At some point in time, we all need to look out for number one. Our family, children, spouses, etc., are the primary focus in our lives and they always come before anyone else. But where do we draw the line? At what point do we say, I'm not willing to sacrifice this for a complete stranger. We are all lucky in the aspect that we were born into a very civilized society. The more we come accustomed to these "benefits" we begin to take them for granted and expect more. Our deprived children are the ones who go to inferior schools and read from outdated books. The problems our children go through are peer pressure, stress, and worst case scenario, abuse. These are serious issues that need to be dealt with. But they do not wake up in the morning wondering if they can manage to come across drinking water. They do not wake up each morning wondering if at some point in their life, will they be lucky enough to attend a school. Wondering if their brother or sister will make it through the night?

I really wish some of our "thick headed" citizens, who can not see past the end of their noses, would begin to see how great we have it. Even if we have it bad, believe me, we have it pretty damn good.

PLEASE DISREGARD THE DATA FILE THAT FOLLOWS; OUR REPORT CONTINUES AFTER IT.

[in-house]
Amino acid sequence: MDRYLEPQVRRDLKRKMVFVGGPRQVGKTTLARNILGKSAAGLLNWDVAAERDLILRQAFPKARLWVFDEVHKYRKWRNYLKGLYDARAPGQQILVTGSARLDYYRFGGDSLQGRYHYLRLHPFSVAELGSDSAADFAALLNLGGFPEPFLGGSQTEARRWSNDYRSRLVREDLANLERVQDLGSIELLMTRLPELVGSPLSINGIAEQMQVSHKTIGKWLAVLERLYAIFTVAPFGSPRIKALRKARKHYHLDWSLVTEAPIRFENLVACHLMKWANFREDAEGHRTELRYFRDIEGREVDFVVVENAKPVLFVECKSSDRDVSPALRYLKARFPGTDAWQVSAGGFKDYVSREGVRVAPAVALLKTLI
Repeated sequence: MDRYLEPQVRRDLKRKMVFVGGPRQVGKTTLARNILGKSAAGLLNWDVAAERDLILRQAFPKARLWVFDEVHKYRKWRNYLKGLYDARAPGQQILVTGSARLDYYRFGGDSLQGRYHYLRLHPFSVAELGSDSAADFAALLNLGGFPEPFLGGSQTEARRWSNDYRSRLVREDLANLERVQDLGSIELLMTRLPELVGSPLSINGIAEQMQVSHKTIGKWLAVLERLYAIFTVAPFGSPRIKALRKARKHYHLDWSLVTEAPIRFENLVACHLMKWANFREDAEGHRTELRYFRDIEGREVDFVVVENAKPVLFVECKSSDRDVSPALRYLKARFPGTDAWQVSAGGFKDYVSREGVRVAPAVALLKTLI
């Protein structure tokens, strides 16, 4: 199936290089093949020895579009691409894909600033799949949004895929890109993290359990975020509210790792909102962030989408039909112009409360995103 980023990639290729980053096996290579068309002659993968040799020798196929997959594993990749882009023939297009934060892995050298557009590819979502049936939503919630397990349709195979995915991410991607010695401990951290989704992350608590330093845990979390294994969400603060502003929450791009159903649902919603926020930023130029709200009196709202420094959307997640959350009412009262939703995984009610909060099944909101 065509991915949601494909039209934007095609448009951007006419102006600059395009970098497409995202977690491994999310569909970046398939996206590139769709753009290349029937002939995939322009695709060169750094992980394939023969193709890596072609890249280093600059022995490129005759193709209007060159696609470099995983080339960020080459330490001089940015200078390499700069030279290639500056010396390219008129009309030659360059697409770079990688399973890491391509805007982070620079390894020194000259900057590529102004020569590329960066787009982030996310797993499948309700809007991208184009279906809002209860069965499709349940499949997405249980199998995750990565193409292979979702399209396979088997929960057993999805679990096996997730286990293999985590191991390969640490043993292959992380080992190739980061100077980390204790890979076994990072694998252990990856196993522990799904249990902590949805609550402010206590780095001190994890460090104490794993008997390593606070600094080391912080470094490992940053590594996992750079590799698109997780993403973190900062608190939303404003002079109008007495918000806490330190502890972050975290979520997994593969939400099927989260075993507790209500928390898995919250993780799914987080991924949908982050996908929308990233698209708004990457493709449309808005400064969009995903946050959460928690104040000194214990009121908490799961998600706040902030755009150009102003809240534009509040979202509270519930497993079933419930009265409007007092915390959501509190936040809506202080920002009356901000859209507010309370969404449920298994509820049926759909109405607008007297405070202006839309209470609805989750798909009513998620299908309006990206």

I am interested to hear what our members think of the subject. Should "our" children come before "them"? Is it the ultimate form of greed to even suggest it? We can not end poverty or world hunger, so should we focus on our own?

It is quite clear where I stand on the subject, but I am wide open to hear other opinions. Agree or disagree, this is a discussion I look forward to.




posted on Jan, 27 2007 @ 04:47 PM
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I saw this on the news last week. Those complaining here in the States were all black folk from what I saw on the news. My first thought after seeing the clip was "the American blacks are about to roast Oprah".

It's Oprah's money. Let her decide how she wants to spend it.